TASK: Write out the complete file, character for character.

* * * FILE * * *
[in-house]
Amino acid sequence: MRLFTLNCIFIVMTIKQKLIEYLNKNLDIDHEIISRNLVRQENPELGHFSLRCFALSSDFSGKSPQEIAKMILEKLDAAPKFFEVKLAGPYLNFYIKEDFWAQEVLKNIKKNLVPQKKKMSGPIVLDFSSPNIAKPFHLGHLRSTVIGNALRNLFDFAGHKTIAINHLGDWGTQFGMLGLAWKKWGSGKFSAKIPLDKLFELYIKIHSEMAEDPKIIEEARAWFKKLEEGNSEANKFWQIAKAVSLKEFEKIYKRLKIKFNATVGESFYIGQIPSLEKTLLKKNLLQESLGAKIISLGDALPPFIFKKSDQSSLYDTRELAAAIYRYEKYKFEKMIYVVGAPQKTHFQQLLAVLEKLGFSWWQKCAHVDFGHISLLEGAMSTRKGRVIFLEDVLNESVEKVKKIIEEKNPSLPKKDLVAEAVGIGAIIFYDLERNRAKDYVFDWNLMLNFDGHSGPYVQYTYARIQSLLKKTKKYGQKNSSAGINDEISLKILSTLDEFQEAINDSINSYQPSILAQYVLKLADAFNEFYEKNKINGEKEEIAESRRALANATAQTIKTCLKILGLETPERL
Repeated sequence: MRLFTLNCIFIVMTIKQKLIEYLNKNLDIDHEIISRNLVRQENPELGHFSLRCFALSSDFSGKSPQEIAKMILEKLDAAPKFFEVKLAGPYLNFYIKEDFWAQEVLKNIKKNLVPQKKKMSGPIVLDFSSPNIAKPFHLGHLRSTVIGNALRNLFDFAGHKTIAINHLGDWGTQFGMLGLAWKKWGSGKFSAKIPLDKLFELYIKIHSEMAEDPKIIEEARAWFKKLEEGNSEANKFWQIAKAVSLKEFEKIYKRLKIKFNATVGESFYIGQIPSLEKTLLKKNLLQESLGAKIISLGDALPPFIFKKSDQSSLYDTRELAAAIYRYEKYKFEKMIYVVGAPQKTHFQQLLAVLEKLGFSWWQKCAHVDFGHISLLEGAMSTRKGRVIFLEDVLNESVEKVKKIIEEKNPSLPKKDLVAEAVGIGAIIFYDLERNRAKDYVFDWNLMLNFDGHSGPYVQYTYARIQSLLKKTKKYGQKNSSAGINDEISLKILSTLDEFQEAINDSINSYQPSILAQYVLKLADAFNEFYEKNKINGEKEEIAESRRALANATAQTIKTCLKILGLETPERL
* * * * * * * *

[in-house]
Amino acid sequence: MRLFTLNCIFIVMTIKQKLIEYLNKNLDIDHEIISRNLVRQENPELGHFSLRCFALSSDFSGKSPQEIAKMILEKLDAAPKFFEVKLAGPYLNFYIKEDFWAQEVLKNIKKNLVPQKKKMSGPIVLDFSSPNIAKPFHLGHLRSTVIGNALRNLFDFAGHKTIAINHLGDWGTQFGMLGLAWKKWGSGKFSAKIPLDKLFELYIKIHSEMAEDPKIIEEARAWFKKLEEGNSEANKFWQIAKAVSLKEFEKIYKRLKIKFNATVGESFYIGQIPSLEKTLLKKNLLQESLGAKIISLGDALPPFIFKKSDQSSLYDTRELAAAIYRYEKYKFEKMIYVVGAPQKTHFQQLLAVLEKLGFSWWQKCAHVDFGHISLLEGAMSTRKGRVIFLEDVLNESVEKVKKIIEEKNPSLPKKDLVAEAVGIGAIIFYDLERNRAKDYVFDWNLMLNFDGHSGPYVQYTYARIQSLLKKTKKYGQKNSSAGINDEISLKILSTLDEFQEAINDSINSYQPSILAQYVLKLADAFNEFYEKNKINGEKEEIAESRRALANATAQTIKTCLKILGLETPERL
Repeated sequence: MRLFTLNCIFIVMTIKQKLIEYLNKNLDIDHEIISRNLVRQENPELGHFSLRCFALSSDFSGKSPQEIAKMILEKLDAAPKFFEVKLAGPYLNFYIKEDFWAQEVLKNIKKNLVPQKKKMSGPIVLDFSSPNIAKPFHLGHLRSTVIGNALRNLFDFAGHKTIAINHLGDWGTQFGMLGLAWKKWGSGKFSAKIPLDKLFELYIKIHSEMAEDPKIIEEARAWFKKLEEGNSEANKFWQIAKAVSLKEFEKIYKRLKIKFNATVGESFYIGQIPSLEKTLLKKNLLQESLGAKIISLGDALPPFIFKKSDQSSLYDTRELAAAIYRYEKYKFEKMIYVVGAPQKTHFQQLLAVLEKLGFSWWQKCAHVDFGHISLLEGAMSTRKGRVIFLEDVLNESVEKVKKIIEEKNPSLPKKDLVAEAVGIGAIIFYDLERNRAKDYVFDWNLMLNFDGHSGPYVQYTYARIQSLLKKTKKYGQKNSSAGINDEISLKILSTLDEFQEAINDSINSYQPSILAQYVLKLADAFNEFYEKNKINGEKEEIAESRRALANATAQTIKTCLKILGLETPERL